Australian Tax Office to Warn Investors Over Crypto Misreporting
Up to 350,000 Australians will be contacted by regulators soon to remind them of their obligations when trading in digital assets like bitcoin.
The Australian Taxation Office (ATO) is set to issue warnings to hundreds of thousands of residents who may have traded cryptocurrencies.
As reported by news.com.au on Wednesday, up to 350,000 Australians will be contacted by the ATO in the coming weeks reminding them of their obligations when trading in digital assets like bitcoin (BTC).
Under Australian federal law, cryptocurrencies are considered a form of property and are thereby subject to the same regulations relating to capital gains tax.
The ATO will ask those that traded cryptocurrencies throughout the 2017–2018 financial year to review their tax forms and declare instances in which they bought, sold or traded digital assets to make it easier come tax time.
As proof of trades, records kept by individuals should include exchange records, digital keys and records of agents, as well as any legal or accounting costs associated with their trading activity. Further, the agency is asking individuals to keep a record of the Australian dollar exchange rate at the time of their transactions, as this might significantly impact earnings.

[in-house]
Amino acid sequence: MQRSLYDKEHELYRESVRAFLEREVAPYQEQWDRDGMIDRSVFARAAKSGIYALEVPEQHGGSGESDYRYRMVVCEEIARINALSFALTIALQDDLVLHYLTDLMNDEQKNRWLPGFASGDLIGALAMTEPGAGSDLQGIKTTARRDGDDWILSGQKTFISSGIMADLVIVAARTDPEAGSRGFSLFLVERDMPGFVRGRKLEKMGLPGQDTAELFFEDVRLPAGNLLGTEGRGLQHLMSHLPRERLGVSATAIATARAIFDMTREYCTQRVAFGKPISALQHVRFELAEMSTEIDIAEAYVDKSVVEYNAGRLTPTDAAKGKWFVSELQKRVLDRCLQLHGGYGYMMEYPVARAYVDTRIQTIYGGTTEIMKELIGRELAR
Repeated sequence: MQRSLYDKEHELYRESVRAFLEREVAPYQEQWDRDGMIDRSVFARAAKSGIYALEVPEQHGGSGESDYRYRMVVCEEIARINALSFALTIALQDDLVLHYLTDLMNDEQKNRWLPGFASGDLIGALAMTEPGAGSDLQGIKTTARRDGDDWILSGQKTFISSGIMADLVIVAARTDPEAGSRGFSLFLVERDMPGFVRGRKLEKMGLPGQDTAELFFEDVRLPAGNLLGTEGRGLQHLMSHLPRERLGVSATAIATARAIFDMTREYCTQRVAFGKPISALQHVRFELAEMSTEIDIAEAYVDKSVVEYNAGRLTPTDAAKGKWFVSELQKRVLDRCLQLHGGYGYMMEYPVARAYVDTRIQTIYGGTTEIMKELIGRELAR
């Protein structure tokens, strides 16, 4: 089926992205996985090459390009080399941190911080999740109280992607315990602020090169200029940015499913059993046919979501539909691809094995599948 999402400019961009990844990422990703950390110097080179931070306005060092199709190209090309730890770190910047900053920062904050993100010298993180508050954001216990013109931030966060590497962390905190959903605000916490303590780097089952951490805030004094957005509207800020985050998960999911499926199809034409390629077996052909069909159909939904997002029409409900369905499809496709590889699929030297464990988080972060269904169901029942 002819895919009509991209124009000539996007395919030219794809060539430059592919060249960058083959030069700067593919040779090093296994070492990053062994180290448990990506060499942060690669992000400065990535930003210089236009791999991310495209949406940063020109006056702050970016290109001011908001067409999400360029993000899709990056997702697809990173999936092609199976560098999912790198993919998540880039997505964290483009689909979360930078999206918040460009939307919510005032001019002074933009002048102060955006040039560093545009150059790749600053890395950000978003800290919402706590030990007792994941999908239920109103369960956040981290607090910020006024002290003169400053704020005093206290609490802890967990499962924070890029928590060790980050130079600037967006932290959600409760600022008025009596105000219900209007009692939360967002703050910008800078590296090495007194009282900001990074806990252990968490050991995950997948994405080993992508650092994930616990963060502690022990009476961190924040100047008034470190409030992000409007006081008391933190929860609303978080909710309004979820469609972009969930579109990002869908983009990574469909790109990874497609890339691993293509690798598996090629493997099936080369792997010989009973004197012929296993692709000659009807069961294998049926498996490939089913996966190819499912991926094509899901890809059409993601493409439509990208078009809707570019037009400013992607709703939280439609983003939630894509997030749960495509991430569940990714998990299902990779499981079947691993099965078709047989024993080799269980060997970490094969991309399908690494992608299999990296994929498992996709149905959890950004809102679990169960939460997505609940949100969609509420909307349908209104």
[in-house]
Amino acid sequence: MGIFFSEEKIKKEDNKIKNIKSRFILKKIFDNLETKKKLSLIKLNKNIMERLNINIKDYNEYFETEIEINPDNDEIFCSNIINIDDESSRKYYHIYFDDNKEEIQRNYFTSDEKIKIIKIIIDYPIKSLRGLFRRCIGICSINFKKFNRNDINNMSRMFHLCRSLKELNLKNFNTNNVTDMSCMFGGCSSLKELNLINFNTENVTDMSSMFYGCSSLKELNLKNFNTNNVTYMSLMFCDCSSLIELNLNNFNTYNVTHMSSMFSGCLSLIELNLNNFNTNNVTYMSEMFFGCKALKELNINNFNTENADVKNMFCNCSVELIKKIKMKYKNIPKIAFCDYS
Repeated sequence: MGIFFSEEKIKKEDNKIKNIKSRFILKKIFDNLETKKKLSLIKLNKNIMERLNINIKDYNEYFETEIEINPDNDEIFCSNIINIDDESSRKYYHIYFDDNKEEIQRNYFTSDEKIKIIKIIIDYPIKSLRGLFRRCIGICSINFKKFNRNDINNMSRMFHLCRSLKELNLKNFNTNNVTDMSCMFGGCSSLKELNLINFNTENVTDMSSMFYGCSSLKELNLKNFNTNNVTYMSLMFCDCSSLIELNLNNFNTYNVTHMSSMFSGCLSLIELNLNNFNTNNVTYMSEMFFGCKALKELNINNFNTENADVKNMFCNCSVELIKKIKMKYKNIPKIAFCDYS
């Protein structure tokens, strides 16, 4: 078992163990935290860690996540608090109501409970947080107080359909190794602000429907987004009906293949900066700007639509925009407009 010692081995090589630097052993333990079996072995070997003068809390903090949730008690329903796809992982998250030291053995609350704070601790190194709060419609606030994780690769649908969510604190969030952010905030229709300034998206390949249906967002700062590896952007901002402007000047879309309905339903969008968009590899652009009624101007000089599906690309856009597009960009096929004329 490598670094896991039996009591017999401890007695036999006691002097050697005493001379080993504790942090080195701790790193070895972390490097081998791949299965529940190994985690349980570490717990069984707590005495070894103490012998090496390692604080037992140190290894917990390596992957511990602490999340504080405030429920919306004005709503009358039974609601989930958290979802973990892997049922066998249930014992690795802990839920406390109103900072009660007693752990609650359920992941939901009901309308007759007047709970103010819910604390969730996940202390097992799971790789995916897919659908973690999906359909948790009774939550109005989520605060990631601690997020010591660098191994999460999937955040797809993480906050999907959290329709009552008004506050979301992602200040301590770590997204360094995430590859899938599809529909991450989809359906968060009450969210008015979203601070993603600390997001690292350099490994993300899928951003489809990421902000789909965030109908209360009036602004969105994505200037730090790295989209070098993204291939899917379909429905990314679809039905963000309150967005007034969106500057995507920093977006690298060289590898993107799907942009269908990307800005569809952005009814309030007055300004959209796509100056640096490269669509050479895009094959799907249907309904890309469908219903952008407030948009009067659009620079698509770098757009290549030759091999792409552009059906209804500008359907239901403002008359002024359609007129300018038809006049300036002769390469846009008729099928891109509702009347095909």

The tax office is utilizing its Data Matching Protocol for cryptocurrencies, which allows it to cross-check data it has on individuals with data provided by exchanges (dubbed crypto designated service providers) in an attempt to identify those who may have misreported on previous tax returns.
“Under this program we obtain cryptocurrency transaction data from currency exchanges on taxpayers who have bought and sold cryptocurrency,” an ATO spokesman said in the report.
The planned warnings come as other tax agencies around the world move to more closely monitor for tax evasion involving cryptocurrencies. The U.S. Internal Revenue Service last summer issued similar warning letters about misreporting income from trades, and released its first guidance on crypto tax for five years in October.
Ukraine also said in recent weeks that taxpayers will need to include crypto earnings in their returns, listing them under intangible property.
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